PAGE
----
By Horacio Falcão

There are key steps to creating value in a negotiation. Knowing them and how to prepare for them is the path to a “win-win” outcome. Start here.
 
Negotiation where both sides win  

Value creation is only consistent in a negotiation when you try to create more value for all parties involved or at least for one without reducing it for the others. Otherwise it becomes an exercise of value claiming. Horacio Falcão, Affiliate Professor of Decision Sciences, who teaches in the program Negotiation Dynamics, explains that value creation is based on identifying and building different opportunities that were not perceived at first.  To create more value you can:

  1.      Prepare the interests of all parties involved
  2.      Build a strong relationship with the counter-party or parties
  3.      Suggest mutual gains options first
  4.      Use different commitment strategies

Interests are the building blocks of any negotiation, as they motivate the parties to keep working together and bringing resources to the table to make things happen.  When there are no more interests to be satisfied, the negotiation is over.  The more interests you prepare, the more ambitious you will be and the more value you will be able to create. 

A strong relationship promotes a more fluid communication.  The goal is to allow the parties to share their points in common as well as their differences. You can discuss interests, relative valuations, forecasts of uncertain events, risk or time preferences, capabilities and resources and allow for different value allocation and trades.  A strong relationship also minimises the risk that one party will try to manipulate information exchange.  It is also very important that the parties build a safe environment to discuss their fears and worst case scenarios to isolate points of conflict and manage them productively.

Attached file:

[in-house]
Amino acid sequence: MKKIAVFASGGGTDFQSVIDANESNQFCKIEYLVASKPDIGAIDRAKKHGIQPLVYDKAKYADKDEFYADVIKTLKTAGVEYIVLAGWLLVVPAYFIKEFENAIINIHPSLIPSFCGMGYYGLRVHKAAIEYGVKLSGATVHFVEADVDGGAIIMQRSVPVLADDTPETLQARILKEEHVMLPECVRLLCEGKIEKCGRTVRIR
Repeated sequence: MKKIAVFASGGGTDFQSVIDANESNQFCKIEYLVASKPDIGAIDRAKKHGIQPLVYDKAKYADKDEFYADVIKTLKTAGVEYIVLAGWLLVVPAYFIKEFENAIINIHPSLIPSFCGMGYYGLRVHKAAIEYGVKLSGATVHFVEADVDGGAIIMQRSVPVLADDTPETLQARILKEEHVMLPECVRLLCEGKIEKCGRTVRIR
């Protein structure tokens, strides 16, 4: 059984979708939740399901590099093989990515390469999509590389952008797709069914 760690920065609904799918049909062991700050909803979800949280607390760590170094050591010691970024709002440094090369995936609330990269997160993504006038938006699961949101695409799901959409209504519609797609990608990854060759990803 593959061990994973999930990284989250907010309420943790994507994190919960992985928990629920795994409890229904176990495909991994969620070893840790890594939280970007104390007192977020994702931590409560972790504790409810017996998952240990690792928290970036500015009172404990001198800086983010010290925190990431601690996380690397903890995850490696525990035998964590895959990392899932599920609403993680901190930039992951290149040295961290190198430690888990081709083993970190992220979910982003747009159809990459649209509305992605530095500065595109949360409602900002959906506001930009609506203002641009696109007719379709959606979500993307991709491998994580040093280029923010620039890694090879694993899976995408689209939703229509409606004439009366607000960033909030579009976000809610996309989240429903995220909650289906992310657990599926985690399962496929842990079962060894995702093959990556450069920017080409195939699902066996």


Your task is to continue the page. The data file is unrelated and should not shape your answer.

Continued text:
When the time comes to discuss options, start with mutual gains options.  In doing so, your counterparty will see by your actions that you care about and are looking to satisfy their interests as well as your own, thus increasing trust and willingness to reciprocate.  If the suggested first option seems too one sided, the other party may find that your actions are not consistent with your collaboration speech and thus fallback to a position that destroys value creation opportunities.  If you feel you have hit a value creation wall, instead of assuming the other party is the reason, identify and offer help to overcome resource constraints, artificial limits or narrow negotiation scopes. 

As the negotiation progresses there are several commitment traps that require different strategies for value creation.  First, commit tentatively to separate elements in a package so as to keep all options open until everything is discussed and understood.  Second, hold your final commitment to the very end when both can assemble a full package that makes sense to you.  Finally, if you identify more opportunities for value creation but they fall outside your negotiation authority, make sure you agree on future steps to take advantage of them.  Value creation goes beyond the four steps described above but it can already be greatly enhanced by making sure that interests, relationship, options and commitment are developed with a clear focus on value. 

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